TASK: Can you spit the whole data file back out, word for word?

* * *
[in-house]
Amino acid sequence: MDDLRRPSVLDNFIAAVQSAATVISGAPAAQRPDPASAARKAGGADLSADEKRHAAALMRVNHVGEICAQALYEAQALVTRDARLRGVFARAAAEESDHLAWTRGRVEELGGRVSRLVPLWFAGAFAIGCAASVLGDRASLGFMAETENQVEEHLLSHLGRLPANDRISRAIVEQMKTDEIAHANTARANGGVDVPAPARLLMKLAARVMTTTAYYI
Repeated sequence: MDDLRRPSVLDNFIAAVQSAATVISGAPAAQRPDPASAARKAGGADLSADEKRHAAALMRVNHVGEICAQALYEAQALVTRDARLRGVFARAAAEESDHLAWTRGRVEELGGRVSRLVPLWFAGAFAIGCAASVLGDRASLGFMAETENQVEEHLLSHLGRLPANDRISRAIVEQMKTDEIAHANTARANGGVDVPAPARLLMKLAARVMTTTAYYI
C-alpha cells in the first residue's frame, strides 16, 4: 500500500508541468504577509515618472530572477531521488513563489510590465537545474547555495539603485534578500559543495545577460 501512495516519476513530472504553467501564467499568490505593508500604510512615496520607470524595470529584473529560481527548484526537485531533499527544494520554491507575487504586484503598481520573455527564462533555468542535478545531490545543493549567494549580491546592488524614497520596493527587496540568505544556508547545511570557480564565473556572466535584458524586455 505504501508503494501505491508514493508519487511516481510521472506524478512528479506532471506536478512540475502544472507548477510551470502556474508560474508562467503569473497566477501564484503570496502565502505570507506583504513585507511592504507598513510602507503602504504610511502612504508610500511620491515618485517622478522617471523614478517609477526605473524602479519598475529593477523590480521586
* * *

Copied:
[in-house]
Amino acid sequence: MDDLRRPSVLDNFIAAVQSAATVISGAPAAQRPDPASAARKAGGADLSADEKRHAAALMRVNHVGEICAQALYEAQALVTRDARLRGVFARAAAEESDHLAWTRGRVEELGGRVSRLVPLWFAGAFAIGCAASVLGDRASLGFMAETENQVEEHLLSHLGRLPANDRISRAIVEQMKTDEIAHANTARANGGVDVPAPARLLMKLAARVMTTTAYYI
Repeated sequence: MDDLRRPSVLDNFIAAVQSAATVISGAPAAQRPDPASAARKAGGADLSADEKRHAAALMRVNHVGEICAQALYEAQALVTRDARLRGVFARAAAEESDHLAWTRGRVEELGGRVSRLVPLWFAGAFAIGCAASVLGDRASLGFMAETENQVEEHLLSHLGRLPANDRISRAIVEQMKTDEIAHANTARANGGVDVPAPARLLMKLAARVMTTTAYYI
C-alpha cells in the first residue's frame, strides 16, 4: 500500500508541468504577509515618472530572477531521488513563489510590465537545474547555495539603485534578500559543495545577460 501512495516519476513530472504553467501564467499568490505593508500604510512615496520607470524595470529584473529560481527548484526537485531533499527544494520554491507575487504586484503598481520573455527564462533555468542535478545531490545543493549567494549580491546592488524614497520596493527587496540568505544556508547545511570557480564565473556572466535584458524586455 505504501508503494501505491508514493508519487511516481510521472506524478512528479506532471506536478512540475502544472507548477510551470502556474508560474508562467503569473497566477501564484503570496502565502505570507506583504513585507511592504507598513510602507503602504504610511502612504508610500511620491515618485517622478522617471523614478517609477526605473524602479519598475529593477523590480521586